JERUSALEM – Wars, even small ones, often have important but unintended consequences.
Last week’s mini-war in Gaza, code-named by the Israelis as “Operation Black Belt,” did not erase Islamic Jihad or prevent Hamas from firing rockets at Israeli cities. But it did clarify Israel’s political situation.
Clearly, Israel’s center-left has no chance to form a coalition with Arab politicians, some of whom condemned Israel for the war rather than the Gaza terrorists who fired 400 rockets into Israel, badly hurting communities in the southern part of the country – where schools and businesses were shut.
Until the war, many media pundits had suggested that Israel’s center-left (44 seats), led by Benny Gantz, could enlist – in some way – 13 Arab parliamentarians from the United Arab List, along with Avigdor Lieberman’s Yisrael Beiteinu Party (8 seats) to form a coalition.
But the barrage of rockets fired from Gaza showed just how unreal that option was, when Israeli Arab politicians condemned Israeli attacks on terrorist positions as “war crimes.”
“Even if Lieberman comes to an agreement with Gantz, they only have a government on paper,” asserted Dafna Liel, political commentator-reporter for Israel TV Channel Two. She made it clear that such a coalition would quickly fall apart.
At a press conference on Wednesday, Lieberman underscored the folly of trying to link him with anti-Zionist parliamentarians. “Make no mistake about it, the United Arab List really is a ‘fifth column.’ There is no doubt about it.”
For months Lieberman has been doing an imitation of Madonna, trying to re-create or reimage himself, pretending to be a kind of rock star in front of flashing lights at press conferences. With a big smile plastered on his face, he has enjoyed issuing sets of demands, demanding that the right abandon support from the religious parties.
Lieberman also loved pretending he could set terms and dictate power to a left-led government or to a broad “united secular coalition” where he, not Gantz nor Benjamin Netanyahu, was the final arbiter. Once an ally of Haredi politicians, he tried selling himself as a secular ideologue. In fact, anyone who knows Lieberman realized that he is a Moldavian-born chess player and student of the Cold War, and a staunch devotee of power politics.
As the backlash grew against local Arab politicians for their anti-war stance, it became something Lieberman could not ignore. He saw that binding himself to a left-Arab coalition would be a short-lived affair marking him as a “turncoat” to many Israelis, especially his Russian-speaking base.
Even before Lieberman’s comments, Benny Gantz, head of the center-left Blue and White Party, had scolded the Arab politicians in the Knesset for seeming to side with the terrorists attacking Israel.
For Gantz, it has been a difficult time inside his own party. For three weeks he has tried to form a new coalition, but last night he admitted his failure. His biggest problem was that his senior partners, Yair Lapid and Moshe Ya’alon, opposed a unity government composed of Blue and White and the Likud Party of Benjamin Netanyahu, who faces three sets of corruption charges.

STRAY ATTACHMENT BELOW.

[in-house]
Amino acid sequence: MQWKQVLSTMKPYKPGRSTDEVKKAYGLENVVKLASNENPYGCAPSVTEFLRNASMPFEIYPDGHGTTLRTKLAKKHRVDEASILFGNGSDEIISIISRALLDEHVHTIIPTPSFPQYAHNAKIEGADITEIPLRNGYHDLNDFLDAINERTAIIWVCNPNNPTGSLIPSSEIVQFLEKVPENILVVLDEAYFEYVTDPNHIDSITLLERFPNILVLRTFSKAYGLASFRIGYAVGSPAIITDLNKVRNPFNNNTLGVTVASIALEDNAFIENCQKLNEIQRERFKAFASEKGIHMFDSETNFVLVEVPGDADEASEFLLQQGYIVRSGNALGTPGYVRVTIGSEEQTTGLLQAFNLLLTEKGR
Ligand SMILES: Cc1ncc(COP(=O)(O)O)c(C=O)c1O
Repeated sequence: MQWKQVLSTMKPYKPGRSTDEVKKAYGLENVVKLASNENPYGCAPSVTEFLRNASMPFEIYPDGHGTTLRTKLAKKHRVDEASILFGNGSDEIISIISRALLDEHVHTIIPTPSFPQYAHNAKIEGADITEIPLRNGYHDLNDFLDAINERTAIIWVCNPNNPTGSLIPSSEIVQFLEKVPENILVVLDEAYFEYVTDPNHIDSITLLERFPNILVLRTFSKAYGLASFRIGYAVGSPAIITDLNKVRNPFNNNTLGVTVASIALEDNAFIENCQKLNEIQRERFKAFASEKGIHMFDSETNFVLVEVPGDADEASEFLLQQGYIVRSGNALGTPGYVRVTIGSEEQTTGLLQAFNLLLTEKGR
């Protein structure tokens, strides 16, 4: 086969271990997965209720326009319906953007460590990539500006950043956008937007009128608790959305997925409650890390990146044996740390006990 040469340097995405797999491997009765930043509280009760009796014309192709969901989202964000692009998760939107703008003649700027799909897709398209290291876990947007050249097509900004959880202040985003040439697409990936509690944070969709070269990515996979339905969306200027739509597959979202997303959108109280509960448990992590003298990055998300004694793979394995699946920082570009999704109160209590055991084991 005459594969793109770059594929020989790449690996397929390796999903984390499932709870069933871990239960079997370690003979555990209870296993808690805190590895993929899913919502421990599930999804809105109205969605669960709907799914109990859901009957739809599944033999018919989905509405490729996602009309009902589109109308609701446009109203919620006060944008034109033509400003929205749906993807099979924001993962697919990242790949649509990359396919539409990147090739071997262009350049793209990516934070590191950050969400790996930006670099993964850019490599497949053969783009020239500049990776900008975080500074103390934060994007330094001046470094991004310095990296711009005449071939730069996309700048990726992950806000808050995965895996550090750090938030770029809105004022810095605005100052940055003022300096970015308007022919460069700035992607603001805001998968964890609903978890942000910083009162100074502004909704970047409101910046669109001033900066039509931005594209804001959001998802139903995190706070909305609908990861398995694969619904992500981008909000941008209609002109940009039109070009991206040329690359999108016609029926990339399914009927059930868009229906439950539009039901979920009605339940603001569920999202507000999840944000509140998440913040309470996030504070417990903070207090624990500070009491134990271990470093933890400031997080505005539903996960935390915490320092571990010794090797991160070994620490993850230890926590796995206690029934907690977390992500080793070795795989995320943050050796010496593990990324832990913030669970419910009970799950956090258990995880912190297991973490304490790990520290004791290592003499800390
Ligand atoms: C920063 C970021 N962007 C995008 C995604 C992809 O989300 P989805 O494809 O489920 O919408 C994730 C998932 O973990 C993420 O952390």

Israel Attorney General Avishai Mandelblitt is expected to announce his decision this month to present an indictment or to reduce or eliminate charges in the three cases facing Netanyahu. Under Israeli law, an Israeli prime minister can stay on the job until a verdict is delivered in his case.
If there is an indictment against Netanyahu, it could be many months before the case goes to court. Backers of Netanyahu in Likud have suggested that he serve as prime minister for a year or so, then recuse himself, while Gantz takes the reins of power for two years. Gantz realizes this may be his only chance to be prime minister.
However, Lapid and Yaalon refuse to sit in the same government with Netanyahu if he faces charges at all, and the internal strains in Blue and White may even lead to a formal split in the newly formed party – an alliance between the three smaller parties led by Gantz, Lapid and Yaalon respectively.
This leaves Netanyahu’s Likud Party and its religious party partners with an improved bargaining position, but Israel is entering unchartered legal territory. Never have two candidates for prime minister failed to form a government one right after the other.
There are only 21 days remaining before new elections would have to be called, and the right still has only 55 of the 61 seats needed to form a coalition. The center-left has 44, with 13 seats to the Arabs, and eight seats for Lieberman.
A third round of elections is a strong possibility – a possibility no one wants but which no one seems able to avoid, unless people who cannot stand each other learn how to sit and talk to one another.
Netanyahu and Lieberman have stopped insulting each other publicly, and this might mean Lieberman might be considering re-joining a rightist coalition led by Netanyahu.
Israel’s enemies – Hamas, Islamic Jihad or even Iran itself – may supply the clarifying moment.
Israel and Iran are now attacking each other directly. Iran’s allies in Syria launched four rockets at Israel this week. Israel responded with dozens of attacks on Iranian rocket positions and compounds inside Syria, killing many Iranian officers and soldiers.
Iran is beset by domestic strife and reports of 200 dead in its cities. It may seek to use terrorist proxies in Gaza, Syria and maybe even Lebanon, to demonstrate “revolutionary achievements.”
So once again a war – a small one that becomes a bigger one – may lead to unintended consequences: perhaps a new Israeli government, as feuding Israelis learn that they need to hang together as a nation even if they do not always love each other.
Michael Widlanski writes from Jerusalem. He is the author of “Battle for Our Minds: Western Elites and the Terror Threat.”